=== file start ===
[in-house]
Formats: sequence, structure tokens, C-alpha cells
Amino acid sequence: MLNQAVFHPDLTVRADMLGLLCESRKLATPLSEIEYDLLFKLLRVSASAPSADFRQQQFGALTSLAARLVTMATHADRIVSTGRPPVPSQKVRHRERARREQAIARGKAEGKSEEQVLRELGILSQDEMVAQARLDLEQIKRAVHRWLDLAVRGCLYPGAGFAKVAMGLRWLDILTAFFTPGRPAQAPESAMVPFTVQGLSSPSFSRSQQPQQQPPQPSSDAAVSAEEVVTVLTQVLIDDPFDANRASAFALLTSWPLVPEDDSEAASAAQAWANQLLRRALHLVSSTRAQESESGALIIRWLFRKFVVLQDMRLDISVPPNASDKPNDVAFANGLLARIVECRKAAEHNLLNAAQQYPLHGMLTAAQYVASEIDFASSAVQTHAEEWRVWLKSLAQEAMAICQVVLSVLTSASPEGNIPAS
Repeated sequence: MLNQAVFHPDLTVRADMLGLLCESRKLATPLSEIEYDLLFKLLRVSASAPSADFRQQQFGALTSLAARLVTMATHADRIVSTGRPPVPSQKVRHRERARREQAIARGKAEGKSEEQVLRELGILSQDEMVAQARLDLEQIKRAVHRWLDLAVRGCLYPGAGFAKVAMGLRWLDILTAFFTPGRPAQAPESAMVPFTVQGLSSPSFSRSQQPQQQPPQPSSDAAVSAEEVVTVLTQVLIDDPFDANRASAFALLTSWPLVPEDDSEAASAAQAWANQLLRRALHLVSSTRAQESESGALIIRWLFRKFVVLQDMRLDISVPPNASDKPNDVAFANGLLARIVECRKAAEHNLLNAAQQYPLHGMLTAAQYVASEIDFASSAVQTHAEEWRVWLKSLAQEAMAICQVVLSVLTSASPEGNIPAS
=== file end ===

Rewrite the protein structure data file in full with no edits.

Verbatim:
[in-house]
Formats: sequence, structure tokens, C-alpha cells
Amino acid sequence: MLNQAVFHPDLTVRADMLGLLCESRKLATPLSEIEYDLLFKLLRVSASAPSADFRQQQFGALTSLAARLVTMATHADRIVSTGRPPVPSQKVRHRERARREQAIARGKAEGKSEEQVLRELGILSQDEMVAQARLDLEQIKRAVHRWLDLAVRGCLYPGAGFAKVAMGLRWLDILTAFFTPGRPAQAPESAMVPFTVQGLSSPSFSRSQQPQQQPPQPSSDAAVSAEEVVTVLTQVLIDDPFDANRASAFALLTSWPLVPEDDSEAASAAQAWANQLLRRALHLVSSTRAQESESGALIIRWLFRKFVVLQDMRLDISVPPNASDKPNDVAFANGLLARIVECRKAAEHNLLNAAQQYPLHGMLTAAQYVASEIDFASSAVQTHAEEWRVWLKSLAQEAMAICQVVLSVLTSASPEGNIPAS
Repeated sequence: MLNQAVFHPDLTVRADMLGLLCESRKLATPLSEIEYDLLFKLLRVSASAPSADFRQQQFGALTSLAARLVTMATHADRIVSTGRPPVPSQKVRHRERARREQAIARGKAEGKSEEQVLRELGILSQDEMVAQARLDLEQIKRAVHRWLDLAVRGCLYPGAGFAKVAMGLRWLDILTAFFTPGRPAQAPESAMVPFTVQGLSSPSFSRSQQPQQQPPQPSSDAAVSAEEVVTVLTQVLIDDPFDANRASAFALLTSWPLVPEDDSEAASAAQAWANQLLRRALHLVSSTRAQESESGALIIRWLFRKFVVLQDMRLDISVPPNASDKPNDVAFANGLLARIVECRKAAEHNLLNAAQQYPLHGMLTAAQYVASEIDFASSAVQTHAEEWRVWLKSLAQEAMAICQVVLSVLTSASPEGNIPAS